Domestically, there is actually another motive behind the government’s serious preparations, namely, the belief that a successful G20 presidency will boost investment and accelerate economic development. Indonesia wants to attract investors to help finance its strategic development projects, which will require enormous financial support. Indonesia is clearly looking forward to using the G20 to raise its profile in the eyes of potential global investors.
It seems that this domestic target was more successful in marking several important milestones. For example, in early November, Indonesia successfully hosted the G20 Religion Forum (R20), followed by the G20 Business Forum (B20) a day before the summit. And last but not least, Indonesia has also been able to increase international visits to Bali, a major tourist destination which has been hit hard by the pandemic.
So, even though Indonesia’s G20 presidency cannot be considered a failure, we still have to take a critical note: that Indonesia has very high expectations but unfortunately this is not in line with its limited mediation capacity in the international arena, compounded by a complex geopolitical landscape and dynamics.
However, Indonesia doesn’t need to be disappointed and discouraged if in the end the Bali’s G20 joint communiqué fails to produce many concrete achievements. American linguist and philosopher Noam Chomsky, in his interview with Democracy Now, said the G20 is actually only an illusion of togetherness, whose goal is to create an image of cooperation and harmony between developed and developing countries.
Chomsky further said the world has major crises that need to be addressed together, such as the pandemic and climate change. The G20 seems like the perfect bridge that brings influential countries together to overcoming such crises but in fact, according to Chomsky, it’s all just a gimmick because in the end the G20 agenda is steered by the major powers.
We can see how the U.S., China, and Russia, in every G20 meeting, always received more attention in their sideline meetings, which were often dominated by discussions on geopolitical issues. It is also not uncommon for the G20 meetings to raise matters that are not directly related to the international economy, such as at the 2020 edition when the EU criticized Saudi Arabia’s alleged human rights violations.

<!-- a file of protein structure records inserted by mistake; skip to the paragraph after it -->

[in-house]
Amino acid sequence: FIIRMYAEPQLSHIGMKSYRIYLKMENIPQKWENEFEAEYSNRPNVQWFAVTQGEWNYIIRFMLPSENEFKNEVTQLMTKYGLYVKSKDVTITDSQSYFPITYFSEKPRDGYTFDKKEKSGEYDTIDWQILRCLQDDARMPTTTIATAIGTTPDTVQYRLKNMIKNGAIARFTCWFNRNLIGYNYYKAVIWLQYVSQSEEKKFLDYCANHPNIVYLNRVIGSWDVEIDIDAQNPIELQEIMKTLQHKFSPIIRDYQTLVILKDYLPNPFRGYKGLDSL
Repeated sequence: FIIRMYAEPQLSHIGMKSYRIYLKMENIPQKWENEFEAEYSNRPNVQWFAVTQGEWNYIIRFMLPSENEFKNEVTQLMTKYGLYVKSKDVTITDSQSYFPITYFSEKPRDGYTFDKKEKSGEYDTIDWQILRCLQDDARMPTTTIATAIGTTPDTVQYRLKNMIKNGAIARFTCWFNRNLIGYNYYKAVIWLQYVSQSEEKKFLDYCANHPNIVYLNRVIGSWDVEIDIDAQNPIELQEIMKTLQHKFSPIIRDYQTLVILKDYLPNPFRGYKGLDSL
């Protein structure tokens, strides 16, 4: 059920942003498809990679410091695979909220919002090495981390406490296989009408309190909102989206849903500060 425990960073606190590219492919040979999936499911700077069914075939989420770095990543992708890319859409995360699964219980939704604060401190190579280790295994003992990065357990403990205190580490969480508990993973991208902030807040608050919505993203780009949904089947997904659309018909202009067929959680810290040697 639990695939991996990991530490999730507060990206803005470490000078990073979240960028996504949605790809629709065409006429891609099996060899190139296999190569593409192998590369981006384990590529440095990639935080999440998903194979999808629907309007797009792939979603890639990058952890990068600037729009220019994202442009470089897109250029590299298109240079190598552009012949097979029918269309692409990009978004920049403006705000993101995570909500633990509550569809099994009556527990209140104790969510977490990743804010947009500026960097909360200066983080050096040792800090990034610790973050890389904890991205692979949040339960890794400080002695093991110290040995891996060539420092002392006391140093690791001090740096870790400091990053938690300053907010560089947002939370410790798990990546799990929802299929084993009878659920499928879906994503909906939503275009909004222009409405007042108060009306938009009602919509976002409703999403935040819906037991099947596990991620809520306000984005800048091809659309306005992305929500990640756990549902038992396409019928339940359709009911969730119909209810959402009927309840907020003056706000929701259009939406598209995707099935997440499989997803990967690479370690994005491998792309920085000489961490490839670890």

In fact, even if there is an agreement that appears to benefit developing countries, the G20 resolutions are never binding, so there is no consequence for nan-fulfilment. The G20 is packaged as a stage to produce change, when in fact global economic hegemony is still in the hands of several major powers.
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However, this does not mean that Indonesia is powerless. As a middle-level power, Indonesia has the advantage of maintaining its existentialism by striking a “graceful” balance between the developed countries’ competing interests. One way is by persuading big countries to provide more support for agendas that are in line with the interests of developing countries.
Luhut Binsar Pandjaitan said that Indonesia had allocated at least Rp674.8 billion for its G20 presidency. Of course, we don’t expect that much money to be spent just to achieve pseudo-pride, but to produce something that is more profitable and beneficial for the country.
This means that we also have to be more realistic in viewing the G20 forum as a venue to ensure Indonesia’s survivability on the global stage. This is the most realistic view for us or future Indonesian leaders to adopt in this major international gathering.
Indonesia’s G20 presidency comes to an end with all its pluses and minuses. It’s time to welcome Indonesian’s 2023 ASEAN chairmanship where we have more levers to pull, as a regional heavyweight. (Khairul Fahmi)